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VATICAN CITY (Reuters) - The Vatican urged the faithful on Tuesday not to let reports of huge crowds or unscrupulous hoteliers deter them from coming to Rome for the beatification of the late Pope John Paul on May 1.
"I invite everyone to come. Rome is ready. Don't be afraid of coming or of inviting people," said Father Caesar Atuire.
The Vatican has begun the countdown to what will be the biggest event in the Italian capital since the death of the charismatic and highly popular pope in 2005, when millions of people came to view his body or attend his funeral.
Vatican officials expect at least 300,000 people -- including tens of thousands from his native Poland -- to come to Rome for the three days of events during which he will be declared a "blessed," the last step before sainthood.
The Vatican has already warned the faithful to beware of fraudsters, particularly on the Internet, who are selling tickets to the beatification ceremony. No tickets will be necessary for any of the ceremonies.
The star of the Rome events will be Sister Marie Simon-Pierre, a 49-year-old French nun who is said to have been miraculously cured of Parkinson's disease months after John Paul's death after she and fellow nuns prayed to him.
Vatican officials told a news conference that they had stipulated an "ethical pact" with the Rome hoteliers association in which members promised not to jack up prices for the period of the events, when rooms are expected to be scarce.
There have been numerous media reports of skyrocketing prices, particularly in hotels in Rome's historic center or in the Vatican area on the other side of the Tiber River.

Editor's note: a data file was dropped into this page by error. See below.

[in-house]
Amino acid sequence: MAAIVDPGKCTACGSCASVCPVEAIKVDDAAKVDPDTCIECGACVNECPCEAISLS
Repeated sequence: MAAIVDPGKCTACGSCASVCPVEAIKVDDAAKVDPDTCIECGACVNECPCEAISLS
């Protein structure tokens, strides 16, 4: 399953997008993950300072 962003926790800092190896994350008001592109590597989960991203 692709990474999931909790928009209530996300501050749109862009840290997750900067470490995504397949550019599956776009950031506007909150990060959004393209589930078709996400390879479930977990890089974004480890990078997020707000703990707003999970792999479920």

Officials said the crowd would be marshaled by police and hundreds of volunteers. Giant television screens will be placed around Rome, 14 of them alone on Via della Conciliazione, the boulevard leading from the Tiber to St Peter's Square.
The three days of events begin on the evening of April 30 when a massive prayer vigil expected to attract several hundred thousand people will be held in Rome's Circus Maximus oval, where the ancient Romans held horse and chariot races.
Several of the late pope's closest collaborators, including his long-time secretary Cardinal Stanislaw Dziwisz and his spokesman Joaquin Navarro-Valls, will address the crowd.
John Paul's wooden coffin will be exhumed from its current place in the crypts below St Peter's Basilica.
After the beatification mass in St Peter's Square on May 1, it will covered with a white drape and placed before the main altar in St Peter's Basilica and remain there for viewing and veneration non-stop until everyone who wants to can see it.
Pope Benedict will preside at the beatification Mass on May 1 and his secretary of state, Cardinal Tarcisio Bertone will preside at a "Mass of Thanksgiving in the square on May 2.
To be beatified, a dead person must be declared by the Church to have interceded with God to perform a miracle that is otherwise inexplicable by medicine.
For John Paul to become a saint, the Church would have to declare that a second miracle had occurred after beatification.
Crowds at John Paul's funeral on April 8, 2005 chanted "Santo subito!" ("Make him a saint right now!")
Editing by Mark Trevelyan